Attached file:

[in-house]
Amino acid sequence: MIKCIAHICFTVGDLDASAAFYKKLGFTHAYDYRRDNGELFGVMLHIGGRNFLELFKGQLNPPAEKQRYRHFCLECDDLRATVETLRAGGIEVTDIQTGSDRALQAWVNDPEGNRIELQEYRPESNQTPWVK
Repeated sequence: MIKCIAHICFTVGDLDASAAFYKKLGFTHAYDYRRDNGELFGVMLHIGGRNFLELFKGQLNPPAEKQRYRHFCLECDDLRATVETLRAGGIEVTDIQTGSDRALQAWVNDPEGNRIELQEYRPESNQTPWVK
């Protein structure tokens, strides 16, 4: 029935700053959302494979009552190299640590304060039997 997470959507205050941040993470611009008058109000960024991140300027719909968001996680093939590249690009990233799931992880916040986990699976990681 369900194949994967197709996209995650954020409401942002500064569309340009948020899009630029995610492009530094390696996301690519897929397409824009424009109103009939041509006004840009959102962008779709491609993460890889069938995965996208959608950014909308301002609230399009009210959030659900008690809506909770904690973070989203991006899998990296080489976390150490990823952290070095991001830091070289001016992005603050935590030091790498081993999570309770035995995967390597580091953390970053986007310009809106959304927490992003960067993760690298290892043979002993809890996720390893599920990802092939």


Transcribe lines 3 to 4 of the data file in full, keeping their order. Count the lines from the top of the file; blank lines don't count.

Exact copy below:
Repeated sequence: MIKCIAHICFTVGDLDASAAFYKKLGFTHAYDYRRDNGELFGVMLHIGGRNFLELFKGQLNPPAEKQRYRHFCLECDDLRATVETLRAGGIEVTDIQTGSDRALQAWVNDPEGNRIELQEYRPESNQTPWVK
């Protein structure tokens, strides 16, 4: 029935700053959302494979009552190299640590304060039997 997470959507205050941040993470611009008058109000960024991140300027719909968001996680093939590249690009990233799931992880916040986990699976990681 369900194949994967197709996209995650954020409401942002500064569309340009948020899009630029995610492009530094390696996301690519897929397409824009424009109103009939041509006004840009959102962008779709491609993460890889069938995965996208959608950014909308301002609230399009009210959030659900008690809506909770904690973070989203991006899998990296080489976390150490990823952290070095991001830091070289001016992005603050935590030091790498081993999570309770035995995967390597580091953390970053986007310009809106959304927490992003960067993760690298290892043979002993809890996720390893599920990802092939």